Useability

Cambridge 851N rear panel connections

Cambridge 851N rear panel connections (Image credit: Future)

While many streamers will come with a traditional remote control, you’ll really need a smartphone or tablet to get the best user experience. Using such devices, and your streamer's app, is the best way to navigate large music libraries and the quickest way of making playlists.

Since we’re talking about practicalities it’s worth mentioning that the first thing (apart from mains power, of course) any music streamer needs is a stable home internet network. This is how it connects to the wider world, and without such a network you can’t use any streaming services or control the product with a software app.

Assuming your network is sorted you need to decide whether to connect the steamer directly with an Ethernet cable or go wireless. Going wire-free is appealing, as it makes things easier and tidier, and provided your network is stable, should work fine for many people. If you can though, stick with wired, because it  gives a more stable connection, which should make everything go more smoothly over long-term use.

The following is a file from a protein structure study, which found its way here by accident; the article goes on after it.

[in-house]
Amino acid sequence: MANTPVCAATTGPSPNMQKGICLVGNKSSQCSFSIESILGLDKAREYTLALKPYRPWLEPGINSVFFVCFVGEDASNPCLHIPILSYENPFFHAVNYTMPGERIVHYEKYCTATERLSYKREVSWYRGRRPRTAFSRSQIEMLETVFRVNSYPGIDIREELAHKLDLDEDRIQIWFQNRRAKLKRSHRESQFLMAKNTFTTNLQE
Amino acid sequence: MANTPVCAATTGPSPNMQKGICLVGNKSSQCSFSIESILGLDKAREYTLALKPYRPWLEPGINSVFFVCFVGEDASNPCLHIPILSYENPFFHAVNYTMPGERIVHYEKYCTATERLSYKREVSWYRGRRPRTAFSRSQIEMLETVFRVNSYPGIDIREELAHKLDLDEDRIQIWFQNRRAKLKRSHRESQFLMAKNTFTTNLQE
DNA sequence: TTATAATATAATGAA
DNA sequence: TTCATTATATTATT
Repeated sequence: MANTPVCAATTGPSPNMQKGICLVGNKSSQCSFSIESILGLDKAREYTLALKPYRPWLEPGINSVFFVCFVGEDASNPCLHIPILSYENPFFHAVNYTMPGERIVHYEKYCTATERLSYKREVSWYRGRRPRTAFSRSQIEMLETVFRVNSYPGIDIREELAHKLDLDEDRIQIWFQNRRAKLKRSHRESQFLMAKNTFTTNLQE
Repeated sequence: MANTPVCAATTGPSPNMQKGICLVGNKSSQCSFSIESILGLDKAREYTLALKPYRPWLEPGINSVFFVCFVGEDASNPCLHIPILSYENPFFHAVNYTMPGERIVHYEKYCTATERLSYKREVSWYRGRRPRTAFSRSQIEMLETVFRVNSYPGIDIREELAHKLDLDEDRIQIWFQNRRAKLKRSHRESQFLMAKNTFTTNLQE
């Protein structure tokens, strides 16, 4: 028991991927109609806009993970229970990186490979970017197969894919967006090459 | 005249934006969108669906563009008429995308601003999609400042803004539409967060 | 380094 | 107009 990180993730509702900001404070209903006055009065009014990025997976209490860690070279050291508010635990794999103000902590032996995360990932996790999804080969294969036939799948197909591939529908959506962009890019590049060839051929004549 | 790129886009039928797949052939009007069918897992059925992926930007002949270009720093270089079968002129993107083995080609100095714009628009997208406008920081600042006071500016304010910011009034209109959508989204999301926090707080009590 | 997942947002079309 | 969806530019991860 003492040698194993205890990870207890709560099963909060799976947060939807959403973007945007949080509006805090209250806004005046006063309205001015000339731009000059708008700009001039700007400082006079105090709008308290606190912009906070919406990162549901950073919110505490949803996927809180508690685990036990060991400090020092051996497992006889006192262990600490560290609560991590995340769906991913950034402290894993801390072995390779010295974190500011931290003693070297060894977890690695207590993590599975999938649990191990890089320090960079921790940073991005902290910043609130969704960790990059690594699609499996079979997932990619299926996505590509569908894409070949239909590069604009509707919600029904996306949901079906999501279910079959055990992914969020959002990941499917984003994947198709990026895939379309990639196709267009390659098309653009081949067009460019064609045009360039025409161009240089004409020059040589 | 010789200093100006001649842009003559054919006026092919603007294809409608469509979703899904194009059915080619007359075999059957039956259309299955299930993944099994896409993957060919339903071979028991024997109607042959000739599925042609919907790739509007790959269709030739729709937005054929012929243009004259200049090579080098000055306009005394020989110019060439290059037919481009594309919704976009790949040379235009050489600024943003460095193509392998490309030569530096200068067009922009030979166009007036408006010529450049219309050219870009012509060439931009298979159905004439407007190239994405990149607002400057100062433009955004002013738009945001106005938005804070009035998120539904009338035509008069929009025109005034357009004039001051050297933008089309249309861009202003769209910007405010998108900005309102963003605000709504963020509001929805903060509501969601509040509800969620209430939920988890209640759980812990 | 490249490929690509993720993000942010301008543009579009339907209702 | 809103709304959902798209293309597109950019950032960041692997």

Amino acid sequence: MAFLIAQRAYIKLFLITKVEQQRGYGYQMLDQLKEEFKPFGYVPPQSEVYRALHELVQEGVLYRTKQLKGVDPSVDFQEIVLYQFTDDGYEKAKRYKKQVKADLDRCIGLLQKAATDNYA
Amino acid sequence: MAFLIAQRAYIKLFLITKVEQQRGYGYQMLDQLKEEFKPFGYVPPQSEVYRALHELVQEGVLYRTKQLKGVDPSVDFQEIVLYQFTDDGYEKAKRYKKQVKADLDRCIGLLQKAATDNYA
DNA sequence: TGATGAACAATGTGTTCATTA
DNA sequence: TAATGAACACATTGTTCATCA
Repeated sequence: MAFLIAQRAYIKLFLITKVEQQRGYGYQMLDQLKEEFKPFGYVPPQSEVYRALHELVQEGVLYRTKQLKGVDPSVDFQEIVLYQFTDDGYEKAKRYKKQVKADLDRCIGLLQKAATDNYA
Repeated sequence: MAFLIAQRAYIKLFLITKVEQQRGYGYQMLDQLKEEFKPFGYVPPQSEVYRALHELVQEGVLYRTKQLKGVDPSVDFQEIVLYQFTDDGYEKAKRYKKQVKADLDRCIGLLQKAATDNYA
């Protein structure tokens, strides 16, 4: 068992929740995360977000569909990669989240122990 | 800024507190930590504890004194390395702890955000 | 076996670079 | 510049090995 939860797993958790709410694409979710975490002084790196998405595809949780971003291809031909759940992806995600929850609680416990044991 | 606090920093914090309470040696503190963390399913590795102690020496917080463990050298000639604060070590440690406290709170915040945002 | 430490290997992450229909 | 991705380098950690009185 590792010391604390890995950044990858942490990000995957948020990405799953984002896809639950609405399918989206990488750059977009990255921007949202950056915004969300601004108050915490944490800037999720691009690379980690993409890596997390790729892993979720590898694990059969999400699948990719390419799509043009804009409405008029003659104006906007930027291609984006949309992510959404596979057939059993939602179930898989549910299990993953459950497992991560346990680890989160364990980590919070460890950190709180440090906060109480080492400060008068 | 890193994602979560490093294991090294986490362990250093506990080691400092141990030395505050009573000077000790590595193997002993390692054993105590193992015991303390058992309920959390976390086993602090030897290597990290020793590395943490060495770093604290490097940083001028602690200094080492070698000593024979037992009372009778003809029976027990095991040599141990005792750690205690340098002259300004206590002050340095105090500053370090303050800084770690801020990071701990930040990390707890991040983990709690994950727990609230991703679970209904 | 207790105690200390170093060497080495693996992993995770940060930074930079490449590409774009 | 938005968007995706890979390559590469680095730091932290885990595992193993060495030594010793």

Choose wisely, and enjoy

Music streamers are extremely flexible and capable sources, so it's no surprise they've replaced a CD player or turntable as many people's music source of choice. 

They're also a great way to upgrade your sonic experience from a simple wireless speaker. If you love the convenience but want better sound, and have the room and budget to accommodate a stereo system, a hi-fi streamer is the way to go.

Almost regardless of which music streamer you buy, you will gain access to an astonishing range of music – but pick the unit with care and it will make listening to that music all the more enjoyable.

MORE:

Best music streamers

Best music streaming services

How to add a streamer to your hi-fi system